Laser vs water jet vs plasma cutting

Laser vs water jet vs plasma cutting

For industrial manufacturing processes like sheet metal fabrication, machinists have several pieces of cutting equipment available to them. In addition to standard CNC machines that use sharp metal cutting tools, there are other options such as laser cutters, water jet cutters, and plasma cutters.

Each of these industrial tools has its own unique advantages and suitable applications. While all are widely used in sheet metal fabrication, the processes of laser, water jet, and plasma cutting can be deployed for different situations depending on the material, sheet thickness, and required tolerance or edge quality.

This article aims to make a clear comparison between laser cutting, water jet cutting, and plasma cutting, looking at the basics of each technique, their respective pros and cons, and the suitable applications for each method.

What is laser cutting?

Laser cutting is CNC manufacturing process that uses a high-power laser to cut through materials via the process of vaporization. The laser may be a CO2, fiber, or diode laser, depending on the material and application. A fiber laser is often used for sheet metal.

Some laser cutters work by moving the material (workpiece) and keeping the optics stationary; others use a fixed workpiece and moving optics; others are hybrid systems. Laser cutting machines are typically fairly expensive compared to plasma cutters.

Advantages of laser cutting

  • Very fast cutting speeds, especially for thin workpieces such as sheet metal
  • High level of accuracy and precision
  • Compatible with range of materials
  • Lowest kerf widths of comparable processes, around 0.4 mm
  • Excellent surface quality
  • Low operational cost compared to comparable processes

Limitations of laser cutting

  • Not ideal for shiny metals since laser beam can be reflected
  • Cutting speeds severely reduced for thick workpieces
  • Can be complicated to set up optics

What is water jet cutting?

Water jet cutting (waterjet cutting) is a manufacturing technique that uses a CNC water jet cutter to cut through various materials. This machine uses a high-pressure pump to force out a high-pressure jet of water — typically in the range of 30,000–90,000 psi — that can cut through the material.

For hard materials like sheet metal, the water is mixed with an abrasive substance such as garnet or aluminum oxide, increasing its cutting power.

Because water jet cutters generate minimal heat — in fact, the water also acts as a coolant — they are ideal for metals with a low melting point that might otherwise deform when cut with a metal cutting tool or laser.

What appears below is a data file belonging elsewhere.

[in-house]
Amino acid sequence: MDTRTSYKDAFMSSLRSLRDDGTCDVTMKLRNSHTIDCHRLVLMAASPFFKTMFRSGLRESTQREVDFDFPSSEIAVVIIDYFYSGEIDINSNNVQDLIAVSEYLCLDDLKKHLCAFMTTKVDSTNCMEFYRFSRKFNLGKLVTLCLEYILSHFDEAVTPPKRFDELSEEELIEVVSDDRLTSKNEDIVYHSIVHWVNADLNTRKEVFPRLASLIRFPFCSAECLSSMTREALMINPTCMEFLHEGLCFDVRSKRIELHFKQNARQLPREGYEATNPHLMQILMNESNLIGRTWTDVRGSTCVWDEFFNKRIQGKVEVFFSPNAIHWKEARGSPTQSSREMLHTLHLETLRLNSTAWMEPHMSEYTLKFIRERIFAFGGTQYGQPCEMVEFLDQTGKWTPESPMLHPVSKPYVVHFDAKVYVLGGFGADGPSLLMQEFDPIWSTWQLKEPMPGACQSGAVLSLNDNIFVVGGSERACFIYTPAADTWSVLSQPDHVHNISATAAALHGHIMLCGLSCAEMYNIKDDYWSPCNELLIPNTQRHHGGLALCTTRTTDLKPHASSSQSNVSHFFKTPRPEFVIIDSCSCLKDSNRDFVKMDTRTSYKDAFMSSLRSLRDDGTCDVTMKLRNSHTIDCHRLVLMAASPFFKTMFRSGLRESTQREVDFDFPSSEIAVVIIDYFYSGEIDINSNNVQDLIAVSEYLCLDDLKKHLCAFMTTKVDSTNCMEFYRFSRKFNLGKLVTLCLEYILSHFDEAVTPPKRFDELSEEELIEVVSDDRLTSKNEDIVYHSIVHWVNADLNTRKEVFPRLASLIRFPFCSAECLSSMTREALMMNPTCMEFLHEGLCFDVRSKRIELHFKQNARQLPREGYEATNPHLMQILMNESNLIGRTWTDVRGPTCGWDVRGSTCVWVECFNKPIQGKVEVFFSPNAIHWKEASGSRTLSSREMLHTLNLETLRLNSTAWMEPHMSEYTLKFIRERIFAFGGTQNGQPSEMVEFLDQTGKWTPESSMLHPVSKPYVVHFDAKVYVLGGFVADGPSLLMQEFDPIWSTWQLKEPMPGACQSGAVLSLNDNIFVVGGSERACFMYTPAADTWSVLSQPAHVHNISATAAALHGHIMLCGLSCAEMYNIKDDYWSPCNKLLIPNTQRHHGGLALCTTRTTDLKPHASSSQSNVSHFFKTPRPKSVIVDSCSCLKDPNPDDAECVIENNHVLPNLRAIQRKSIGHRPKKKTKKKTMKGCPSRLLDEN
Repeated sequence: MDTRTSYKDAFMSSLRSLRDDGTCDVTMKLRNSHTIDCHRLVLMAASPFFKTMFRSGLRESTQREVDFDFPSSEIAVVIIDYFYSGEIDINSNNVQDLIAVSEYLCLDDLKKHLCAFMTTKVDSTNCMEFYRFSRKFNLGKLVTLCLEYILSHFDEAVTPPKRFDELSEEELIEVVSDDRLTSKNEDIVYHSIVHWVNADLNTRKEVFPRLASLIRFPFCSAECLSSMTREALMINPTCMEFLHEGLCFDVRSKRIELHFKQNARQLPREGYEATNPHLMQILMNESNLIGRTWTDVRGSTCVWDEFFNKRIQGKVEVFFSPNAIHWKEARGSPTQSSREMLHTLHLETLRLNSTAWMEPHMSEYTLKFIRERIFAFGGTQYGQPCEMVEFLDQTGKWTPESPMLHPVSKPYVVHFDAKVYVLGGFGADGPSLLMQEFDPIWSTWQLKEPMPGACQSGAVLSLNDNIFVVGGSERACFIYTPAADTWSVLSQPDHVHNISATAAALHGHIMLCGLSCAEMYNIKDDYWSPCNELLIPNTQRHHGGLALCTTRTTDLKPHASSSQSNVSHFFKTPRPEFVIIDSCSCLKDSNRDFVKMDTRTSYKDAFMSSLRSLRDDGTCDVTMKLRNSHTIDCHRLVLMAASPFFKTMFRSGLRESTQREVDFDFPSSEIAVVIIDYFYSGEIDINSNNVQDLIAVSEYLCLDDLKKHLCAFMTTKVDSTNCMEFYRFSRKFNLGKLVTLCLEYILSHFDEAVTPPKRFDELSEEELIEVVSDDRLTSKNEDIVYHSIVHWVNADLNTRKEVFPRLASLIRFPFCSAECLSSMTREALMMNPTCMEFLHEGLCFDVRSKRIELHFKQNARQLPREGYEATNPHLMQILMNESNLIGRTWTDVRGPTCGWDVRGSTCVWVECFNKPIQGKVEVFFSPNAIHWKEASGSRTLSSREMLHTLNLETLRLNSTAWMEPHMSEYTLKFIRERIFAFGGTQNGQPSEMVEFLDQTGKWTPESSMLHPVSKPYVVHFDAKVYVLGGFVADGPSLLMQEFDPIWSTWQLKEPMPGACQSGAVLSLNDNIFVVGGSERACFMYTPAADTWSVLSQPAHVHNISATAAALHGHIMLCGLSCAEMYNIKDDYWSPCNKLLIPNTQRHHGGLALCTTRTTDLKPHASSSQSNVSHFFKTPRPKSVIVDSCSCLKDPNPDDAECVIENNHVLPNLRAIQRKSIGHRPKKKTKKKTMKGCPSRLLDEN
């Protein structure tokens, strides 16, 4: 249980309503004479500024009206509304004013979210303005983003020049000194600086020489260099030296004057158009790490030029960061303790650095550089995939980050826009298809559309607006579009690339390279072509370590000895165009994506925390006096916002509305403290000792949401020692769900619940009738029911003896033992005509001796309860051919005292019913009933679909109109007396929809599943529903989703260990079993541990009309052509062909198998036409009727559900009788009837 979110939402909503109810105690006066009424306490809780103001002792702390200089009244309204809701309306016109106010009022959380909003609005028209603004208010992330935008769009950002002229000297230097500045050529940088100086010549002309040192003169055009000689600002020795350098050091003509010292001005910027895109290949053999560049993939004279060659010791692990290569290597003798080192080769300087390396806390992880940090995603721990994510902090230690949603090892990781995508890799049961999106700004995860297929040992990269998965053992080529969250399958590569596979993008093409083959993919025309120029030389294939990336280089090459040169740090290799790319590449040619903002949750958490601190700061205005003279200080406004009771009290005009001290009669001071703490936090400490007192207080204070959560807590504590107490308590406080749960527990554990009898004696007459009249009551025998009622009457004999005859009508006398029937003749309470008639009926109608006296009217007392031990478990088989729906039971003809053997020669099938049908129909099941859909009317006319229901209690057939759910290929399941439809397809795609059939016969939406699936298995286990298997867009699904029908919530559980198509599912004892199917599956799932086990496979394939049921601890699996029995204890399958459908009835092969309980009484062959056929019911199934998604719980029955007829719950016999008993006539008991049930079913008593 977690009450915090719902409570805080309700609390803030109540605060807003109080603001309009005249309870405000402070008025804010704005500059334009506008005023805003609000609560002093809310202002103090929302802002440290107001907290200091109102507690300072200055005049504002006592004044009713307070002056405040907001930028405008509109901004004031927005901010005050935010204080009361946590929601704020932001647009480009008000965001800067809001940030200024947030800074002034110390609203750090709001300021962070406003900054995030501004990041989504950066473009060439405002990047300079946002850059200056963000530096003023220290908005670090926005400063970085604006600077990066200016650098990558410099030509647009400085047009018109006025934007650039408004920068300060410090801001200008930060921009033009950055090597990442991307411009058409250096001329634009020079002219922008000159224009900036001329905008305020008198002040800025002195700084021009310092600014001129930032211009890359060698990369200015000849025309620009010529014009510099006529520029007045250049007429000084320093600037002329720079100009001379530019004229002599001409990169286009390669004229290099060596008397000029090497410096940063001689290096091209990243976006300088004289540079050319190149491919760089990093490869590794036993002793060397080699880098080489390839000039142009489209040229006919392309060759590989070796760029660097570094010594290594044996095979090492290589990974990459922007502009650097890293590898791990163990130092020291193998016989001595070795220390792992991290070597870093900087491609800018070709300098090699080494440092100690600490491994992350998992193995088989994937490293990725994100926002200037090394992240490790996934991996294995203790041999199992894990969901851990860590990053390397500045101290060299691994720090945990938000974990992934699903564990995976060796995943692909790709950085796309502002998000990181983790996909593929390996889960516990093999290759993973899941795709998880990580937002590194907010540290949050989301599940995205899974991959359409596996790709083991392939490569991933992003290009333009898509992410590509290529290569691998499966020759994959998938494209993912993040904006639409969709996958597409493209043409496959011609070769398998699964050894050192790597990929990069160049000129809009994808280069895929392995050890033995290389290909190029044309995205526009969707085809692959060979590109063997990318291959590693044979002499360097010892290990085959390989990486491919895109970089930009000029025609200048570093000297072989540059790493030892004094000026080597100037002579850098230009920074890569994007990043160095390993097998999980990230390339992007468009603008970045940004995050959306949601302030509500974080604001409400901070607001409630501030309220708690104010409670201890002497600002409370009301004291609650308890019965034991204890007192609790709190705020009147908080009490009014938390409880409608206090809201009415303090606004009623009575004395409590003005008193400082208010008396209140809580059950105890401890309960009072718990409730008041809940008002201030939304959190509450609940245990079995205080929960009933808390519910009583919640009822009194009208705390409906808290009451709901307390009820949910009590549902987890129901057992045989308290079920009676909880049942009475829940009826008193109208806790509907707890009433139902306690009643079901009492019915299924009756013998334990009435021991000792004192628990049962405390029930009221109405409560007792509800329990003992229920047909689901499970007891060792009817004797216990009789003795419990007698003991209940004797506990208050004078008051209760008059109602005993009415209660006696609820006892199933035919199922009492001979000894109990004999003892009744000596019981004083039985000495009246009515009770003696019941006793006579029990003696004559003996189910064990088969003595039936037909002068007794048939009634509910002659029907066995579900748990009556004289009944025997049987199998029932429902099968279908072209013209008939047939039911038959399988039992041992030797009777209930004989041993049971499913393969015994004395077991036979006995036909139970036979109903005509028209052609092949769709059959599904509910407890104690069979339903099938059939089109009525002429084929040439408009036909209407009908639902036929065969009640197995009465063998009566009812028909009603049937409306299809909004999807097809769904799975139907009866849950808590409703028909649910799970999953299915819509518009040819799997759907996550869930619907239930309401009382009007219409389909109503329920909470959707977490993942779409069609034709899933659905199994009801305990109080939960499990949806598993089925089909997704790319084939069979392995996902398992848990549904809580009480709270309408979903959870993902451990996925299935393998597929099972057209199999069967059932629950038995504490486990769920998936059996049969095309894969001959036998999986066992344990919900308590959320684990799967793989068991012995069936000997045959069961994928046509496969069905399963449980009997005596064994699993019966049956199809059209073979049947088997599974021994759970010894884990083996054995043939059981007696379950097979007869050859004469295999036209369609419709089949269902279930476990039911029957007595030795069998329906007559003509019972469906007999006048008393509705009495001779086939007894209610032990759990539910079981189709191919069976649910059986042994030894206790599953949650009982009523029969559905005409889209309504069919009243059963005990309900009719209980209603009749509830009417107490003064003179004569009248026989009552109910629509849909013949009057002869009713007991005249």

Advantages of water jet cutting

  • Does not create a heat-affected zone, reducing warping and allowing for features like sharp corners and internal radii
  • Compatible with range of materials
  • Can produce intricate and complex cuts
  • Very high level of accuracy and precision
  • Higher cutting edge quality than comparable processes
  • Low kerf widths around 0.6 mm

Limitations of water jet cutting

  • Slower than comparable processes
  • Higher operational cost than comparable processes
  • Noisy process (not relevant to customer)

What is plasma cutting?

Plasma cutting is another type of manufacturing process for cutting materials like sheet metal. Instead of a sharp tool, laser, or water jet, it uses an accelerated jet of hot plasma to cut through electrically conductive materials. Suitable metals for cutting include steel, stainless steel, aluminum, brass, and copper.

During the plasma cutting process, the plasma cutter makes a complete electric circuit by generating a channel of electrically ionized gas (plasma) through the workpiece. The thickness of the workpiece does not limit the power of the cutter.

CNC-controlled plasma cutters are less expensive than laser or water jet machines, with operating costs also relatively low.

Advantages of plasma cutting

  • Can cut through very thick workpieces without compromising cut quality
  • Fast cutting speeds for thick or thin metal
  • Low machine and operating costs

Limitations of plasma cutting

  • Limited to electrically conductive materials
  • Less accurate and precise than comparable processes
  • Poor edge quality; kerf widths around 3.8 mm
  • Emits fumes

Quick comparison: laser vs water jet vs plasma cutting

Laser cutting

Water jet cutting

Plasma cutting

Cutting precision

High

Very high

Moderate

Kerf width

0.4 mm

0.6 mm

3.8 mm

Material range

Wide

Wide

Narrow

Cutting speed (thin)

Very fast

Moderate

Fast

Cutting speed (thick)

Moderate

Slow

Fast

Operating cost

Low

High

Low

Machine cost

High

High

Low

The table above shows the respective strengths and weaknesses of laser cutting, water jet cutting, and plasma cutting.

In summary, laser cutting is the best process available for the fast and precise cutting of thin-gauge sheet metal, water jet cutting is best for for ultra high-precision cutting when speed is not a priority, and plasma cutting is best for cutting thick workpieces made from conductive metals and alloys.

Aajogo has years of machining and sheet metal expertise and can handle your next laser cutting, water jet cutting, or plasma cutting project. Request a quote or contact us for advice regarding the best cutting process for your parts.


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